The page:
Some chefs, such as executive chef Bernard Guillas at The Marine Room, write a book, Flying Pans: Two Chefs, One World and then do their own PR for the restaurant as well as the book. Guillas just returned from New York events where he launched the book at a dinner for top dining and hospitality editors at the renowned Café Boulud (where ex-San Diego chef Gavin heads the kitchen). Most restaurants in San Diego do not have public relations firms (or a budget for such) to consistently pitch national media.  The standout is, as Rowe mentions, Addison where the chef was among twenty semi-finalists for the Beard Awards this year–due in great part to the hard work of a good PR firm that enlightens the national restaurant media.

Ask any public relations person in this town how many meals they comp to reviewers, and most will say they comp all the time. If not comped, then the reviewer may let the restaurant know they will be in, allowing the restaurant to put its best food and service forward—not necessarily the same for the general public.  (Full disclosure:  Buzz always pays for meals and expects the same service as the rest of the restaurant).  Steve Silverman, a longtime San Diego reviewer, believes “locals who moan that we’re not like New York should get over it and embrace the restaurants we do have.” Others say our food fits the laid back culture of the city and we ought not worry about national media recognizing our chefs.  What do you think?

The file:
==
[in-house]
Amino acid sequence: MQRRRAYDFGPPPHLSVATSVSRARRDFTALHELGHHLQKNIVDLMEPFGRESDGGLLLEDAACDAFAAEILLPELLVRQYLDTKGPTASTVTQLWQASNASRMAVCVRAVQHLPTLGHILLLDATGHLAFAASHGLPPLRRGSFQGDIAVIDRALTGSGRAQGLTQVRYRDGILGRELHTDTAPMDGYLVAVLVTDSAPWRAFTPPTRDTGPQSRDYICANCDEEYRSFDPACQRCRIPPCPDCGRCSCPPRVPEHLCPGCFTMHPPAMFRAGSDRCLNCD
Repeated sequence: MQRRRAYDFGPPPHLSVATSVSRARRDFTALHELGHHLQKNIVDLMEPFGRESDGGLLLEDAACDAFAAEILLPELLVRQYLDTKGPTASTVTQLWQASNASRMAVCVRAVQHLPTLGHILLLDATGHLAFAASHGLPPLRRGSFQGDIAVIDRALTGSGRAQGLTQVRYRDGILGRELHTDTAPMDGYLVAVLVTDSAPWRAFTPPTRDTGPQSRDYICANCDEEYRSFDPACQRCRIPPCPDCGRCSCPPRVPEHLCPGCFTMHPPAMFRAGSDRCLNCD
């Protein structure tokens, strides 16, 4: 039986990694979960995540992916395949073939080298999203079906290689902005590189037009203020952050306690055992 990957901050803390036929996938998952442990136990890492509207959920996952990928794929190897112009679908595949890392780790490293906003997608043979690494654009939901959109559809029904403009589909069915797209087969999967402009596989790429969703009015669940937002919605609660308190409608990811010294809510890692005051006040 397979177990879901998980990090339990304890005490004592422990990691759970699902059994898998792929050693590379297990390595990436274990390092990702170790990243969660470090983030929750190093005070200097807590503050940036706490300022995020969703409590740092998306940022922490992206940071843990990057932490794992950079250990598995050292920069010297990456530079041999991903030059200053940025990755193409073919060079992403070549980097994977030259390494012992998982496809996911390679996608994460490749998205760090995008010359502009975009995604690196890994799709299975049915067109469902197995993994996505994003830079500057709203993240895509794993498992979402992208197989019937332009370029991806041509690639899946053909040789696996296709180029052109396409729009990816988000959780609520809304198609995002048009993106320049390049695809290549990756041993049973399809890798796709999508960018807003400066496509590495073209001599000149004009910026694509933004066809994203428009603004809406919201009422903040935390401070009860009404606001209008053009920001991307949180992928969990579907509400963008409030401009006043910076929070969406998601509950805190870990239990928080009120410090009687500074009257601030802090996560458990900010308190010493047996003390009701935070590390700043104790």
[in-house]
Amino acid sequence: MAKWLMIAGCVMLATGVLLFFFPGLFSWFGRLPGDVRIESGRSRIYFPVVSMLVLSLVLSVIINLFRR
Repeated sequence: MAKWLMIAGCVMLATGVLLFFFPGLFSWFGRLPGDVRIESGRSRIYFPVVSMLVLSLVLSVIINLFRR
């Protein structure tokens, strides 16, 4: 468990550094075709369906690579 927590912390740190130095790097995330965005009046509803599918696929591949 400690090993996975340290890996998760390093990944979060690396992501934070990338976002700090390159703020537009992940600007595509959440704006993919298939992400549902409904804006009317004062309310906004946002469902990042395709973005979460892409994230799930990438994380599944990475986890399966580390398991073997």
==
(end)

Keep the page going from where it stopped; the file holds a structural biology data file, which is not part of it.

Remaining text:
**Popped into the latest pizza place to grace the University Heights dining landscape: Pizzeria Bruno.  Three of us arrived about 6:15 and asked to be seated in the bar area—two adorable, yet screaming children were enjoying pizza on the other side of the room.  The kids aside, this is terrific pizza as it should be made…a wood fire oven, very fresh ingredients and a pizza crust that is light, slightly chewy, blistered from the fire and worth every carb bite.

Try the house made mozzarella and tomato salad (ripe heirlooms) with a lovely little balsamic dressing served on the side to be dabbed not smothered on the cheese. ($8)  The handmade breadsticks (from the pizza dough) work to sop the cheese, fresh garlic slices and olive oil on the platter. ($6). The 11-inch Campania pizza included tomato sauce, mozzarella, fennel sausage, mushrooms and roasted onions ($15). The short Italian wine list features small boutique wines by the glass and bottle (nothing over $35). Service is spot on and smart (and our server didn’t need to announce her name, she was great). Open for lunch Thursday to Saturday, from noon, closed Monday. 4207 Park Blvd, (between Howard and El Cajon), 619-260-1311.

**Love wine, German wine in particular? Or never tried it, think it always just something sweet?  Well, here’s a chance to taste more than eight mostly white (in many styles) top notch German wines with Rudi Wiest, one of the best known German wine importers.  This rare event is happening at ENO and 1500 Ocean, two great venues at the Hotel Del Coronado.   Starting at 4pm in ENO with wines, cheese and charcuterie with a four-course dinner at 6:30  by chef Brian Sinnott at 1500 Ocean.

Cost:  $105 for both or ENO  $35, dinner: $70. Drink to your heart’s content and spend the night with 20% off a room at the hotel.  For information and reservations: 619-522-8490 or contact Ted Glennon, ENO wine director at